Center for America

Speaker's Resource: 9. Mississippi, p4

 

 

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Key Reference Citations (KRC)

 

Chapter 9:

Legal Reform in Mississippi

 

 

Grassroots Activism and Organization

  • Yet another key to success was effective grassroots activism by business groups and the medical community.  During the most intense times of the 2004 legislative session, the business community and the medical community were very effective in reaching out to individual legislators, and in particular, those legislators in the House of Representatives who were from conservative districts but had voted against tort reform previously or who were sitting on the fence.  This outreach did not simply happen through the traditional method of sending a lobbyist to talk to the legislators.  The most effective lobbying actually occurred when business and medical organizations coordinated so that individual doctors business people, and other citizens in the legislator’s district called immediately prior to the vote.  This type of lobbying effort by both the business and medical community was expensive, time consuming, and difficult to coordinate, but it paid off.  (KRC: WTTW, Grassroots Activism and Organization, page 20)

  • A critical component was the creation of an umbrella organization in Mississippi to coordinate the efforts of the business and medical community.  (KRC: WTTW, Grassroots Activism and Organization, page 20)

A Willingness to Really Fight

  • An essential element that cannot be overlooked is the true political willingness to really fight.  (KRC: WTTW, Grassroots Activism and Organization, page 20)

  • Fighting for an issue can strain personal relationships and can cause a legislator to lose support for bills important to his district.  (KRC: WTTW, Grassroots Activism and Organization, page 21)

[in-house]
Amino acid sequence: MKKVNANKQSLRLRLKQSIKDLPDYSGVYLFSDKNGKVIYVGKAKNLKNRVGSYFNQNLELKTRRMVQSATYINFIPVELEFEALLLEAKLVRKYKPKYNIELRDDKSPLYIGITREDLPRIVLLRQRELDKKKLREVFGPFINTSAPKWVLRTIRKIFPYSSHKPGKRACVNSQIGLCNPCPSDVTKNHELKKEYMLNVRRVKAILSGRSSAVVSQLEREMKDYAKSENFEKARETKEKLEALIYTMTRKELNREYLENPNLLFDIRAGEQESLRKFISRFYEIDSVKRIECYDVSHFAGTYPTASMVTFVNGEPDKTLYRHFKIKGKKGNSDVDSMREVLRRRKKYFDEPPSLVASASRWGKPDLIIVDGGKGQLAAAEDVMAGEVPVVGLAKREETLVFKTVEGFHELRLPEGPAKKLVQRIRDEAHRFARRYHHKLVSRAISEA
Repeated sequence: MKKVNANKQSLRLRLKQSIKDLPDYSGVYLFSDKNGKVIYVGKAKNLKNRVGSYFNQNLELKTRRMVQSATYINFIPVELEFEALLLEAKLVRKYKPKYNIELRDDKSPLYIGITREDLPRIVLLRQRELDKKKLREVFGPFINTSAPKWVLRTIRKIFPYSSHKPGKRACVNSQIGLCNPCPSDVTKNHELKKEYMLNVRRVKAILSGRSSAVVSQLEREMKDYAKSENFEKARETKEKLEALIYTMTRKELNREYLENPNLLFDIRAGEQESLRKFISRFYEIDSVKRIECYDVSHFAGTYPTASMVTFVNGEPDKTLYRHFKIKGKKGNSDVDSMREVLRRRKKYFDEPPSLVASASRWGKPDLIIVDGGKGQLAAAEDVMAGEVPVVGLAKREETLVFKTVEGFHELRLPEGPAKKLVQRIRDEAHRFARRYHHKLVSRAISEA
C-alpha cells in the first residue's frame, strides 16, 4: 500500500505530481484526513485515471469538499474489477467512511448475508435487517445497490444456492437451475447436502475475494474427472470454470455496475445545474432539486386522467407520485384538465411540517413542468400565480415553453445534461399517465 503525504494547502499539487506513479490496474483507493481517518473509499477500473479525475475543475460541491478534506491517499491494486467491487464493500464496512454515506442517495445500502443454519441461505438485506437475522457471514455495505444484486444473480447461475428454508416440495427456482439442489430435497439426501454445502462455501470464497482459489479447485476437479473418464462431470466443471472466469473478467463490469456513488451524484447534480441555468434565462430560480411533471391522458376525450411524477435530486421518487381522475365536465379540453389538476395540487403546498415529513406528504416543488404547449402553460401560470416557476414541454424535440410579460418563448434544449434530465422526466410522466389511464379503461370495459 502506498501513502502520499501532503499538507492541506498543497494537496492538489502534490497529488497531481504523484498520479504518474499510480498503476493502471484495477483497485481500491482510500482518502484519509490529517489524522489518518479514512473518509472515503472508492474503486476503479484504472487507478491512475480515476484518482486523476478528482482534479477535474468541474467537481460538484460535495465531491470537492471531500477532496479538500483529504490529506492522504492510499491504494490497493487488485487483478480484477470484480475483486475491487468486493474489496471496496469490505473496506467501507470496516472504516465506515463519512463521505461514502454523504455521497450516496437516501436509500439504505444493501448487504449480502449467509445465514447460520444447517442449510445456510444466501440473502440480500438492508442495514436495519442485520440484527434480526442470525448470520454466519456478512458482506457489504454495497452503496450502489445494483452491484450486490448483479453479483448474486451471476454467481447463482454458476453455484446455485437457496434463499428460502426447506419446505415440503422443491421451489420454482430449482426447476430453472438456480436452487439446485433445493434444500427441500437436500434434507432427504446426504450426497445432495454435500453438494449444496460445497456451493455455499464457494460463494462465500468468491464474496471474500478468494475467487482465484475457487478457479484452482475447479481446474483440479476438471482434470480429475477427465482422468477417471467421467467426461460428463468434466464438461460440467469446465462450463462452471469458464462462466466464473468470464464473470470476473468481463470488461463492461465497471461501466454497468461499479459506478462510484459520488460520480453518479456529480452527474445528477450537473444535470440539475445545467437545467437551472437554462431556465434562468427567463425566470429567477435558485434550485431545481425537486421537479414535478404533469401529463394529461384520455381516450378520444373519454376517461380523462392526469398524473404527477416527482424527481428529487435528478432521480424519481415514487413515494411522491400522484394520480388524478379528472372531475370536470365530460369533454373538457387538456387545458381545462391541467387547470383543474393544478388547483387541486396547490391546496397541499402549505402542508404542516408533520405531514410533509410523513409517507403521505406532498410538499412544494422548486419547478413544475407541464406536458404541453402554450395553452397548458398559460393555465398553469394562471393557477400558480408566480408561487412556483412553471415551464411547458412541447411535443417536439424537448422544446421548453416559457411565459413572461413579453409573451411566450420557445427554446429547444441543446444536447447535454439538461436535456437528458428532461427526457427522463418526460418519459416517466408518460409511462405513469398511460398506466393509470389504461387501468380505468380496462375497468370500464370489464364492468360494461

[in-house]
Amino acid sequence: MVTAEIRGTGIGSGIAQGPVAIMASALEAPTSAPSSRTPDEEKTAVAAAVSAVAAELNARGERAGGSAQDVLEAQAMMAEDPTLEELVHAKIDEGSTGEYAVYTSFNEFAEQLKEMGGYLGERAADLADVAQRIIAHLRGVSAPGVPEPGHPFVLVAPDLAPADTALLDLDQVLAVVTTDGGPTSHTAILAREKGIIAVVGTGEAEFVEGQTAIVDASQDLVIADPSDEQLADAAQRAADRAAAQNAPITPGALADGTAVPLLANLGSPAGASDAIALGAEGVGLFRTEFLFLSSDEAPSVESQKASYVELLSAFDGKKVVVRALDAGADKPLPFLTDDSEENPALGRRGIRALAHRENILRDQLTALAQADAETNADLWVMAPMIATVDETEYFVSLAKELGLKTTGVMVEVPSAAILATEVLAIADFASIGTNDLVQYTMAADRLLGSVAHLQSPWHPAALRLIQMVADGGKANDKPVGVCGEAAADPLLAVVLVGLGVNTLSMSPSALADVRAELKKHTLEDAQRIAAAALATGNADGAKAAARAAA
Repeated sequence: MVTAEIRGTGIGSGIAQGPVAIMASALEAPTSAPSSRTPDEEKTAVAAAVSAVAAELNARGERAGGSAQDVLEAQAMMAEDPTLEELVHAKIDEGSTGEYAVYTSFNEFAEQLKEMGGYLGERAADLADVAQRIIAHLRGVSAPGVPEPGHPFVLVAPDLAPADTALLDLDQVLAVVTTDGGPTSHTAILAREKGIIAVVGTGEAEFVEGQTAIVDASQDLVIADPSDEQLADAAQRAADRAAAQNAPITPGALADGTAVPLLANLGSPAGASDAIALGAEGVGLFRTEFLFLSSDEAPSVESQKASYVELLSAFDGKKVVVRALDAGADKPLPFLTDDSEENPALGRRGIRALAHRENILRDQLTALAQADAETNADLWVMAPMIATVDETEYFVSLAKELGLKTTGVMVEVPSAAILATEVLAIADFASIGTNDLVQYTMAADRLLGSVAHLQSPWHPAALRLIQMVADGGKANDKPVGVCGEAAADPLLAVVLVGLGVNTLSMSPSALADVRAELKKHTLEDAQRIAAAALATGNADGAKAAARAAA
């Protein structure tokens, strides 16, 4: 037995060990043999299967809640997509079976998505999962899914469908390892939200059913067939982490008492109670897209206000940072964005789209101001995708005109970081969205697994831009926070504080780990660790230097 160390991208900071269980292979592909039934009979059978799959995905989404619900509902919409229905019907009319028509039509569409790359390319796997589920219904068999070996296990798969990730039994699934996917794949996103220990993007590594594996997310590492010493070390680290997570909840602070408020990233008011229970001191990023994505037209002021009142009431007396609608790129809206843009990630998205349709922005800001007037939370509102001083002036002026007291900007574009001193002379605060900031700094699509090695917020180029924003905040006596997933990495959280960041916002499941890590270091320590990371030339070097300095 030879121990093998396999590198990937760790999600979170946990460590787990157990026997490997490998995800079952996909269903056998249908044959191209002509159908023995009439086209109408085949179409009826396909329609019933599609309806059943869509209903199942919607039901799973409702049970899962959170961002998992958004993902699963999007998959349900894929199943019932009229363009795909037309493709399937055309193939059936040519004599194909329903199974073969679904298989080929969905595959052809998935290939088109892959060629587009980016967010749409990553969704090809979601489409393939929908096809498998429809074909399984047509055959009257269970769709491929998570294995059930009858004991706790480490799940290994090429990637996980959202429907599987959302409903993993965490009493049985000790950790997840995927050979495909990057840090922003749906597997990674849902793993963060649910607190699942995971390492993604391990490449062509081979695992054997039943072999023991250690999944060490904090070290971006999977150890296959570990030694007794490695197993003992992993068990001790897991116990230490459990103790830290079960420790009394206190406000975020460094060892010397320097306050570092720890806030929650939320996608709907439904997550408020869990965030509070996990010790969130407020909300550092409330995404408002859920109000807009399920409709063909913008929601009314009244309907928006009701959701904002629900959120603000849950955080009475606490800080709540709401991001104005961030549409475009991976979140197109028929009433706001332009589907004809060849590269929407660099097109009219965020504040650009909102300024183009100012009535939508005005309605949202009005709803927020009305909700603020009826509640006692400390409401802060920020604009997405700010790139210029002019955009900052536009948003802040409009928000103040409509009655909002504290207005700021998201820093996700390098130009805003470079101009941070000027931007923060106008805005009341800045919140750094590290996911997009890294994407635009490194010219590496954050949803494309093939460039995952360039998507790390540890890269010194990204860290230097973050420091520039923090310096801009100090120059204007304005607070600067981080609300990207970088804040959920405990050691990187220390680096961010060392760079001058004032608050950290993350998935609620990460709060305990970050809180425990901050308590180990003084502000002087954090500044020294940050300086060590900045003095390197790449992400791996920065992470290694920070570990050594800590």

• The House leadership strategy was to deny a vote on the merits through procedural moves because they were concerned that tort reform would pass if a vote on the merits were allowed.  Such procedural moves are a normal, but usually unnoticed, part of the legislative process.  By sending bill after bill to the House, this tactic was exposed to the public and the media.  (KRC: WTTW, Grassroots Activism and Organization, page 21)

Using the Doctors as the Tip of the Spear

  • Though hotly denied by the plaintiffs bar, doctors themselves said and felt lawsuit abuse was driving their insurance rates up so high they had no choice but to quit medicine or leave Mississippi.  (KRC: WTTW, Using the Doctors as the Tip of the Spear, page 17)

  • Because healthcare is so important in people’s lives, doctors became the “tip of the spear” in the tort reform fight.  If there was a press conference, we always tried to have a number of doctors in their “white coats” there.  (KRC: WTTW, Using the Doctors as the Tip of the Spear, page 17)

  • What is also true, however, is that the medical crisis provided an opportunity to use doctors as a catalyst to jumpstart the broader issue for all Mississippians.  (KRC: WTTW, Using the Doctors as the Tip of the Spear, page 17)

Conclusion

  • Just as important, “smart” work paid off.  In Mississippi, both were necessary for success.  (KRC: WTTW, Conclusion, page 22)

  • If victory is possible in a state like Mississippi, then it surely is possible in other states.  When it does occur, the people of those states will ultimately have a fairer, more sound legal system, and the public will be the beneficiary.  (KRC: WTTW, Conclusion, page 22)

 

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Please Note:  The material presented in this Speaker's Resource has been collected from a wide variety of sources.  You are welcome to use this material for quotations and factual material in your speeches, presentations and articles.  To the best of our ability, we have provided original citations so that you can document the comments you use.  If you become aware that any of the citations or facts presented in this collection are inaccurate or outdated by newer information, please send an email to Speakers@lawexec.com to tell us so that we can update this material.  The materials cited are generally copyrighted by the original author and when you quote from their material, you should include the original attribution to acknowledge their role as authors.  Original material © 2005 American Justice Partnership.